Many of us watch football, and all the analysis shows and ESPN Sportscenter and they go on and on about plays, strategy and tactics. We sit at home and think we know the sports we watch. Many times we even think we can do better than the person playing the game, yet we never put it in action. Let us not just learn the Word, but let the Holy Spirit change us. Let us realize we cannot do it on our own. We need a Savior.

3 You have had enough in the past of the evil things the godless enjoy—sex sin, lust, getting drunk, wild parties, drinking bouts, and the worship of idols, and other terrible sins. – 1 Peter 4:3 TLB

We know the pitfalls and pains of our former ways of life. We ought to spend our time for the will of God. We have spent enough time doing the will of pagans, when we walked like they walk. In lewdness, lusts, drunkenness, revelries, drinking parties, drug deals and horrible idolatries.

4 They are surprised that you do not join them in their reckless, wild living, and they heap abuse on you. – 1 Peter 4:4 NIV

Peter could have added what he learned from Jesus’ teaching on the Sermon on the Mount when Jesus said:

11 God blesses you when people mock you and persecute you and lie about you and say all sorts of evil things against you because you are my followers. 12 Be happy about it! Be very glad! For a great reward awaits you in heaven. And remember, the ancient prophets were persecuted in the same way. – Matthew 5:11-12 TLB

If we stop behaving as we used to behave and as the world behaves, and if we march to a different drummer, people are not going to like it. They will speak evil of us, even if we love them. They think it is strange.

Many of us are familiar with drinking and or other ways of numbing our  senses. The objective of substance abuse, regardless of the form, is to get rid of all moral inhibitions so that there can be a flood of dissipation. We can not feel bad about doing bad. We justify the idea we need to be rewarded. We slowly climb onto the throne and push the King off for a while. We have to realize there is a cost to such actions.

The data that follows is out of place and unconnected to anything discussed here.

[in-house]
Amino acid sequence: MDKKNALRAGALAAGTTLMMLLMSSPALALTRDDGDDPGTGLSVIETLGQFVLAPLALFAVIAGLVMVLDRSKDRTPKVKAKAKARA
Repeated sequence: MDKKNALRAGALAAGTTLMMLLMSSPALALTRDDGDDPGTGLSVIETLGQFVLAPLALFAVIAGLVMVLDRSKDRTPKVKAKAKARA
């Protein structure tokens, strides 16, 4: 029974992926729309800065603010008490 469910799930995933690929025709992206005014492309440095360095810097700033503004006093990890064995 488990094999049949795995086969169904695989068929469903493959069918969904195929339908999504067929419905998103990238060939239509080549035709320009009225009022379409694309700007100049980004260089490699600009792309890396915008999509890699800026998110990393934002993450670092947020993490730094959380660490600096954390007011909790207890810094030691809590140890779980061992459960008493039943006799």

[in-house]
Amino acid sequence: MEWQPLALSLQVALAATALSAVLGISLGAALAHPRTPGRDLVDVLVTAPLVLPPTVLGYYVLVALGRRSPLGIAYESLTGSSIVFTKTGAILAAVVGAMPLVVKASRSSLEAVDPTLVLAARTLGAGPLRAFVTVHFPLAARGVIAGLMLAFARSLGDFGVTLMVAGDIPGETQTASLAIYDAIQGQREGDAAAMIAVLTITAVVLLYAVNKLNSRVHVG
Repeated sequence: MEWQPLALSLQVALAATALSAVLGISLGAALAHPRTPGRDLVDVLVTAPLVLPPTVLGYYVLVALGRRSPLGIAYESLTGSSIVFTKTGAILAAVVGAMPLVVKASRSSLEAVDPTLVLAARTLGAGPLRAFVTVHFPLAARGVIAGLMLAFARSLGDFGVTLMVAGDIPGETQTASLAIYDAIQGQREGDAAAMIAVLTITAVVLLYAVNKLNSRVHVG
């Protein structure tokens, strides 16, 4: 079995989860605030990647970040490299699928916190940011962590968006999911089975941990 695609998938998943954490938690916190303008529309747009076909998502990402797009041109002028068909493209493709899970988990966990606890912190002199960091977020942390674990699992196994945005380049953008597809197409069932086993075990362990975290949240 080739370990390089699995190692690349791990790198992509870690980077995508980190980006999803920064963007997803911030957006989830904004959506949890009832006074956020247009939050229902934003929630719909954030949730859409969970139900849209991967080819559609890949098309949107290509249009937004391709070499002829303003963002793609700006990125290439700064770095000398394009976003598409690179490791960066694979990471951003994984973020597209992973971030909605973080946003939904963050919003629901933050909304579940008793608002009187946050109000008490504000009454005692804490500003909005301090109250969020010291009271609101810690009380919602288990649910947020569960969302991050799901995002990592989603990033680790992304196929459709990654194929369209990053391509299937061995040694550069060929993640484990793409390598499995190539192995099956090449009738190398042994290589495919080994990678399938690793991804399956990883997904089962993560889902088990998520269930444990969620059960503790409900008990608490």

5 but they will give account to him who is ready to judge the living and the dead. 6 For this is why the gospel was preached even to those who are dead, that though judged in the flesh the way people are, they might live in the spirit the way God does. – 1 Peter 4:5-6 ESV

Peter is not talking about Jesus preaching to dead spirits, rather, he is indicating the reason Christ came. Jesus preached the gospel, and many of those who had heard Him and believed had died, so their battle was over and their victory won.

When we get unexpected news of a death of someone we know, we wonder immediately how he or she died. Were they killed in an automobile accident, was it from natural causes? Did they have a heart attack? From a biblical standpoint, there are only two conditions in which someone dies; in the faith or out of the faith.

Everyday we are judged by people, sometimes fairly and sometimes unfairly, sometimes graciously and sometimes without grace. Yet judgement made about us in this world – good or bad – ultimately does not count, because it is a judgement made in the flesh. The only judgment that counts is the judgment of God, so we are to live not according to the judgement of people but according to God in the Spirit.

Don’t believe that living that way means that all the rules are gone and we can live anyway we want to. We need to remember that we should be striving to live out God’s will for our lives, not our will for our lives.